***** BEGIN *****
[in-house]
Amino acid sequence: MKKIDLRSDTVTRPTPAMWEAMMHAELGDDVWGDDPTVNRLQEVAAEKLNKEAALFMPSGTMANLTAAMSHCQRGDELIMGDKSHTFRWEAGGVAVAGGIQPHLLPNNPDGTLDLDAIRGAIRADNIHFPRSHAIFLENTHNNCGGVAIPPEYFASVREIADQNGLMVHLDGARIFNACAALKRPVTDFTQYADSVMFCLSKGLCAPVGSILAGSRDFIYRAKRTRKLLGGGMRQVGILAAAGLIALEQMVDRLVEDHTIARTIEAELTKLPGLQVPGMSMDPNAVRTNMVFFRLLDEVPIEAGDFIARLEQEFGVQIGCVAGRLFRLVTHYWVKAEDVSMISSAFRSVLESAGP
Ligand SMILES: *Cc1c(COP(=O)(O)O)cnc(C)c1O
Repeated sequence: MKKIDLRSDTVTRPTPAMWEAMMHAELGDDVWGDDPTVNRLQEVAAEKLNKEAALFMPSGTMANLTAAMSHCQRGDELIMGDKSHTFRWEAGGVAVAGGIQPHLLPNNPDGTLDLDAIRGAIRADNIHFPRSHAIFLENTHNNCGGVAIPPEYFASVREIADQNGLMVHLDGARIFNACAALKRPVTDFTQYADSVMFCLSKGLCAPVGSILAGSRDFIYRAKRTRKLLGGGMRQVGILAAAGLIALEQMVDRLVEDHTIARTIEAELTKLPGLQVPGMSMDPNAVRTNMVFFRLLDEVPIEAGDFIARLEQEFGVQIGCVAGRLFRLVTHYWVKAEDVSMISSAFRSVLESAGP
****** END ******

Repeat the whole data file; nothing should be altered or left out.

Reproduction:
[in-house]
Amino acid sequence: MKKIDLRSDTVTRPTPAMWEAMMHAELGDDVWGDDPTVNRLQEVAAEKLNKEAALFMPSGTMANLTAAMSHCQRGDELIMGDKSHTFRWEAGGVAVAGGIQPHLLPNNPDGTLDLDAIRGAIRADNIHFPRSHAIFLENTHNNCGGVAIPPEYFASVREIADQNGLMVHLDGARIFNACAALKRPVTDFTQYADSVMFCLSKGLCAPVGSILAGSRDFIYRAKRTRKLLGGGMRQVGILAAAGLIALEQMVDRLVEDHTIARTIEAELTKLPGLQVPGMSMDPNAVRTNMVFFRLLDEVPIEAGDFIARLEQEFGVQIGCVAGRLFRLVTHYWVKAEDVSMISSAFRSVLESAGP
Ligand SMILES: *Cc1c(COP(=O)(O)O)cnc(C)c1O
Repeated sequence: MKKIDLRSDTVTRPTPAMWEAMMHAELGDDVWGDDPTVNRLQEVAAEKLNKEAALFMPSGTMANLTAAMSHCQRGDELIMGDKSHTFRWEAGGVAVAGGIQPHLLPNNPDGTLDLDAIRGAIRADNIHFPRSHAIFLENTHNNCGGVAIPPEYFASVREIADQNGLMVHLDGARIFNACAALKRPVTDFTQYADSVMFCLSKGLCAPVGSILAGSRDFIYRAKRTRKLLGGGMRQVGILAAAGLIALEQMVDRLVEDHTIARTIEAELTKLPGLQVPGMSMDPNAVRTNMVFFRLLDEVPIEAGDFIARLEQEFGVQIGCVAGRLFRLVTHYWVKAEDVSMISSAFRSVLESAGP